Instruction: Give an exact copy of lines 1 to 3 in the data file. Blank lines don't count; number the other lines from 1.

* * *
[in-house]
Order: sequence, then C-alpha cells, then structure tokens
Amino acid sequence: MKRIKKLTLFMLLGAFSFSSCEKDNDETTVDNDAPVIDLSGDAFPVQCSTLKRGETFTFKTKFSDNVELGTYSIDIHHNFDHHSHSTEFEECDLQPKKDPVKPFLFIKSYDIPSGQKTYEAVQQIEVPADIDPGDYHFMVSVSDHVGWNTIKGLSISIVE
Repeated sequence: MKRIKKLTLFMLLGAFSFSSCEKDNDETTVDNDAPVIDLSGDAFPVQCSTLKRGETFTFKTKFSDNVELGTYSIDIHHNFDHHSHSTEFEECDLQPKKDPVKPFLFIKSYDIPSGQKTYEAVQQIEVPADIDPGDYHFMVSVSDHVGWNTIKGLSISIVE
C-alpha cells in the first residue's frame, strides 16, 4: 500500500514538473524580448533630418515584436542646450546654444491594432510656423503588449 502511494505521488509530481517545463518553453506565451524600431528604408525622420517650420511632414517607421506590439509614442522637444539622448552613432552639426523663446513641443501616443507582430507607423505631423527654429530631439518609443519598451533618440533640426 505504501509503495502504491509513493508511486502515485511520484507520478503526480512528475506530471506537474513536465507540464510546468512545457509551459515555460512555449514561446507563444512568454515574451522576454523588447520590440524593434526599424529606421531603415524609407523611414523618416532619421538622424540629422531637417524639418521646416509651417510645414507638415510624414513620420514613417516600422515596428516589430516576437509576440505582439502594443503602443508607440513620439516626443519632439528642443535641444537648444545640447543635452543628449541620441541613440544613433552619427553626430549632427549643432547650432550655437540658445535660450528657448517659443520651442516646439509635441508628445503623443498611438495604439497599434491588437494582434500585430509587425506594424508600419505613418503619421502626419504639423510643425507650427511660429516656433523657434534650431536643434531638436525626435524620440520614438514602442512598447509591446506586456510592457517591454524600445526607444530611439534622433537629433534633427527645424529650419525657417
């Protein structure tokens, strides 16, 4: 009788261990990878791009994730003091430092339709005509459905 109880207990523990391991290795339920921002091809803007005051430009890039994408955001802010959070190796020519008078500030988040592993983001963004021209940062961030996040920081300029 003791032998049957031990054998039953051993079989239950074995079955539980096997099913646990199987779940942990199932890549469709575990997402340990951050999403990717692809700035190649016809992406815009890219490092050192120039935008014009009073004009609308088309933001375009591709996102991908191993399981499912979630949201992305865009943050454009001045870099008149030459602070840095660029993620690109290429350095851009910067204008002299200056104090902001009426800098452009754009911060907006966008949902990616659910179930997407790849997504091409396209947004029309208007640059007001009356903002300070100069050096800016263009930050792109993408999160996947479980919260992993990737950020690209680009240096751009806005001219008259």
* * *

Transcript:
[in-house]
Order: sequence, then C-alpha cells, then structure tokens
Amino acid sequence: MKRIKKLTLFMLLGAFSFSSCEKDNDETTVDNDAPVIDLSGDAFPVQCSTLKRGETFTFKTKFSDNVELGTYSIDIHHNFDHHSHSTEFEECDLQPKKDPVKPFLFIKSYDIPSGQKTYEAVQQIEVPADIDPGDYHFMVSVSDHVGWNTIKGLSISIVE